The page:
Help For the Rest of Us
I like an eye-popping benchmark as well as the next guy. But at the end of the day, I’m a user. I use computers to do useful things. And on days when I have to give back the Tom’s Hardware Lear jet, and all the ski bunnies go back to their warrens, I have a modest computer with modest components and not much budget to spare for $500 upgrades. I need technology that’s going to help me do what I want more efficiently, whether it’s play games, edit video, or help model genetic sequences.
Some applications are linear in nature and merely want to crank as quickly as possible on a single processing thread until the cows come home. Others are built to leverage parallelism. Everything from Unreal Engine 3 to Adobe Premiere has shown us the benefits of CPU-based multi-threading, but what if 4 or 8 or even 16 threads was just a beginning?
This is the promise behind Nvidia’s CUDA computing architecture, which, according to the company’s definition, can run thousands of threads simultaneously.
We've written about CUDA in the past, so hopefully you’re no stranger to the technology (if you did miss our coverage, check out Nvidia's CUDA: The End of the CPU?) For better or worse, though, most CUDA coverage in the press has focused on high-end hardware, even though the supporting logic has been present in Nvidia GPUs since the dawn of the GeForce 8. When you consider the huge enterprise dollars wrapped up in the high-performance computing (HPC) and professional graphics workstation markets—targeted by Nvidia’s Tesla and Quadro lines, respectively—no wonder this is where so much of Nvidia’s marketing attention has been.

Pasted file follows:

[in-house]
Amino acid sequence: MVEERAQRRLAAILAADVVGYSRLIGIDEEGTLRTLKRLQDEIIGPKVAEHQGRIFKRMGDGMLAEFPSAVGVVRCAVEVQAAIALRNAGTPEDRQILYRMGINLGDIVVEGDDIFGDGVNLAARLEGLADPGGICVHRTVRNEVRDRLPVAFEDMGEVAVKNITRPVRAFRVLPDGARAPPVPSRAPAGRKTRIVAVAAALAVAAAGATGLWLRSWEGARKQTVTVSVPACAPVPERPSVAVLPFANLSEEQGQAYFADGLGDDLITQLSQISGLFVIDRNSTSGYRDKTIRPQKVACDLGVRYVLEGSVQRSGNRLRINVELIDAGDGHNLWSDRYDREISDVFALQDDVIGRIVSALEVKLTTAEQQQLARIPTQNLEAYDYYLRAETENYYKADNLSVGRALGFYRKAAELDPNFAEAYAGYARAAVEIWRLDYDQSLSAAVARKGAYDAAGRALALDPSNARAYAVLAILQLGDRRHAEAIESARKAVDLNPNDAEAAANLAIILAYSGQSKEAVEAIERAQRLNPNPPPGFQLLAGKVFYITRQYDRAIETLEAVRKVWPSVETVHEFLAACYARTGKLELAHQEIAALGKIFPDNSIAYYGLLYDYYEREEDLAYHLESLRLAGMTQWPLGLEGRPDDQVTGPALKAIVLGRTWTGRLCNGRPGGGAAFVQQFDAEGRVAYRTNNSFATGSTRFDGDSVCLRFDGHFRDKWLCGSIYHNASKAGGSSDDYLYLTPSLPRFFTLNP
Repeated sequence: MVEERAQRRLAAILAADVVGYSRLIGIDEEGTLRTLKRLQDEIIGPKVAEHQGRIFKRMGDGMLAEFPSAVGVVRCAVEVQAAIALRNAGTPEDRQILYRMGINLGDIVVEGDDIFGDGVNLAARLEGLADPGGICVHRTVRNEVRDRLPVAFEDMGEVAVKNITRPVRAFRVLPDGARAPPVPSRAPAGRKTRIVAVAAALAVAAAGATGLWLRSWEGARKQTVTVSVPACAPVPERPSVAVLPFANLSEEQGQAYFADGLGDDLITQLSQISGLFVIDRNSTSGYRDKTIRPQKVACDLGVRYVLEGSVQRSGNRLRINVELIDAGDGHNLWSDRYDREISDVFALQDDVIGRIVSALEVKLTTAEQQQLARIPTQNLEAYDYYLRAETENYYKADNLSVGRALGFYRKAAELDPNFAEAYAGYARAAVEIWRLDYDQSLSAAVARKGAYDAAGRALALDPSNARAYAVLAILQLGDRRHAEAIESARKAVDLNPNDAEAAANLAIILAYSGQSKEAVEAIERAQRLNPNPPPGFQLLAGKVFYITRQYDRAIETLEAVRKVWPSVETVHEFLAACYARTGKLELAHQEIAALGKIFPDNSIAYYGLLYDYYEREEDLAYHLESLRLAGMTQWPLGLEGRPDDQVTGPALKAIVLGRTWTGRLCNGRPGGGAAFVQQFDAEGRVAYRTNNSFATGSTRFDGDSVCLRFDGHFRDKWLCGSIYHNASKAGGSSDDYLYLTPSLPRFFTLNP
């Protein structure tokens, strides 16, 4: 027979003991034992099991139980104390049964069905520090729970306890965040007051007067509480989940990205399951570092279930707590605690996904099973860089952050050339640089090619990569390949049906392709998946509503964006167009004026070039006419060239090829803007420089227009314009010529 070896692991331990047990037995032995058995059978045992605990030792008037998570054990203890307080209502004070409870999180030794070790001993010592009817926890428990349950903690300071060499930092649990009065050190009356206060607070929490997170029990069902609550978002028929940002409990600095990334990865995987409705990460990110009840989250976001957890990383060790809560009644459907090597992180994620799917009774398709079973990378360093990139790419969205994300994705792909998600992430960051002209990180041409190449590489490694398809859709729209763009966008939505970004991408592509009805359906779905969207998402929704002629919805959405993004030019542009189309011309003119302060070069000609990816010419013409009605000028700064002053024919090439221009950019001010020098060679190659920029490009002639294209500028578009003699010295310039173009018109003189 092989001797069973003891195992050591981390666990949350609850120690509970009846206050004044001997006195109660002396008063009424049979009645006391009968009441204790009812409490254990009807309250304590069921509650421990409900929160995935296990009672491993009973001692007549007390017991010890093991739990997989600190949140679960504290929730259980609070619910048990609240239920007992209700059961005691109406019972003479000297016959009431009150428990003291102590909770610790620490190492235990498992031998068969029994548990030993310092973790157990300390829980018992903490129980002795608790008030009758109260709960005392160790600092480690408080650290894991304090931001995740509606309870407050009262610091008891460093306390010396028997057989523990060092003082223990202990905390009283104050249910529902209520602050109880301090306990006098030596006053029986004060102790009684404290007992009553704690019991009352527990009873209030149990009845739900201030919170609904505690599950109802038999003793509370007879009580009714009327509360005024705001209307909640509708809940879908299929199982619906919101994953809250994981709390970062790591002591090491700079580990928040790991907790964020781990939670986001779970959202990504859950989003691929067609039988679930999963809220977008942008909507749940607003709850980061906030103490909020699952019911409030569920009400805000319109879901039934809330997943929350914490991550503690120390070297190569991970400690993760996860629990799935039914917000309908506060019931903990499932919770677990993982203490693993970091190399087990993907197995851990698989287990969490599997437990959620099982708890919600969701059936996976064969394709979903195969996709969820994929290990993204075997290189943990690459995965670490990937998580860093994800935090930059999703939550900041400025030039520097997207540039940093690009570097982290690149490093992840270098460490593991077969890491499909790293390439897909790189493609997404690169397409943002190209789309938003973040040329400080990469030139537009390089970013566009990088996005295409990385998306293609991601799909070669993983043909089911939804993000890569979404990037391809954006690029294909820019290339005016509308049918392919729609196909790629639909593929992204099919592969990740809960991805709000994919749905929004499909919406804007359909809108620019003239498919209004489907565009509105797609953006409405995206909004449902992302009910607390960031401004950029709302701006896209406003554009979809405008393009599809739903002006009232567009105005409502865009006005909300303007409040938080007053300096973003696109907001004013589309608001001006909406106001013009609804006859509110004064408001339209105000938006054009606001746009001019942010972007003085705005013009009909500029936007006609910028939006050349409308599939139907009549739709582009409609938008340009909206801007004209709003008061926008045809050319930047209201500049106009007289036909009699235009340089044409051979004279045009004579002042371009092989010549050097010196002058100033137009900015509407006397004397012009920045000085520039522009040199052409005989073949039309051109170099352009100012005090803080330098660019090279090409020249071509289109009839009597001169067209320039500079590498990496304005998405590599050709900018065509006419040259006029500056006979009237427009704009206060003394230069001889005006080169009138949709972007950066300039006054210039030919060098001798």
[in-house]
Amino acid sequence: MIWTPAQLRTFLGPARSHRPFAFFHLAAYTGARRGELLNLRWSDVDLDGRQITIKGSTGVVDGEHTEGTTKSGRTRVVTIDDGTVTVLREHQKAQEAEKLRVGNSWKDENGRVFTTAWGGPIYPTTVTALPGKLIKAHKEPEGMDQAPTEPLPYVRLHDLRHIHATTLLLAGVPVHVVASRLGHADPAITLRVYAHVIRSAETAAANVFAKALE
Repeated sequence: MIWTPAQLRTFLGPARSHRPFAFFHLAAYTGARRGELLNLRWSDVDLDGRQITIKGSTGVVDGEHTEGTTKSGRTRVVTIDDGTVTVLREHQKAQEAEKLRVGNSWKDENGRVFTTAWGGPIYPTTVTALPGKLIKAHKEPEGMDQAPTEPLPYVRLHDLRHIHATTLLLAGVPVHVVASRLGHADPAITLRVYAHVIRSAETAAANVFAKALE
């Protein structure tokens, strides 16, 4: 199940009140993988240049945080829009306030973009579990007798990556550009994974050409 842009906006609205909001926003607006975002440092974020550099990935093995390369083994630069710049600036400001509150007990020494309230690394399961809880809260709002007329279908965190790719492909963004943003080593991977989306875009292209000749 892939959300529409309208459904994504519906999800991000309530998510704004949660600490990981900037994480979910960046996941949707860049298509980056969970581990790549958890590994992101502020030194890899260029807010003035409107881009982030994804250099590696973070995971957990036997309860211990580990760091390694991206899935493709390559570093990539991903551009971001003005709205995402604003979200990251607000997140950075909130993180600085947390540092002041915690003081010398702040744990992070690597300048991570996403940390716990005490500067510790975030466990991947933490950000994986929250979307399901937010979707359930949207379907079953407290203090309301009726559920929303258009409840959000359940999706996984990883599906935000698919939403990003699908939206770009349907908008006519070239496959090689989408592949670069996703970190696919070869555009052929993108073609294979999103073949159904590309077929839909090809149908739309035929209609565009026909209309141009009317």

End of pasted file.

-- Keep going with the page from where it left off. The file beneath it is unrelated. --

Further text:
But in 2009, we finally see a change. CUDA has come to the masses. There's a huge install base of compatible desktop graphics cards, and the mainstream applications able to exploit that built-in CUDA support are hitting one after the other.
From Nothing To Now
The first consumer-friendly CUDA app was Folding@Home, a university distributed computing project out of Stanford in which each user can crunch a chunk of raw data about protein behavior so as to better understand (and hopefully cure) several of humanity’s worst diseases. The application transitioned to CUDA compatibility in the second half of 2008. Very shortly afterward came Badaboom, the video transcoder from Elemental Technologies that, according to Elemental, can transcode up to 18 times faster than a CPU-only implementation.
Then came a whole slew of media applications for CUDA: Adobe Creative Suite 4, TMPGEnc 4.0 XPress, CyberLink PowerDirector 7, MotionDSP vReveal, Loilo LoiLoScope, Nero Move it, and more. Mirror’s Edge looks to be the first AAA game title to fully leverage CUDA-based PhysX technology for increasing visual complexity, allegedly by 10x to 20x. Expect to see more titles emerge in this vein—a lot more. While AMD and its ATI Stream technology have been mired in setbacks, Nvidia has been hyping its finished and proven CUDA to everyone who will listen...and developers now seem to be taking the message to heart.
That’s all well and good, but proof of CUDA’s incendiary capabilities has largely been proven on high-end GPUs. I’m on a tight budget. Friends are getting mowed down around me by lay-offs and wage-cuts like bubonic plague victims. You bet, I’d love to drop ten or twelve Benjamins on a 3-way graphics overhaul, but the reality is that, like many of you, I’ve only got one or two C-notes to spare. On a good day. So the question all of us who can’t afford the graphics equivalent of a five-star menage-a-troi should be asking is, “Does CUDA mean anything to me when all I can afford is a budget-friendly card for my existing system?”
Let’s find out. Today, we'll be looking at some of the most promising titles and measuring the speed-up garnered from a pair of mid-range GPUs.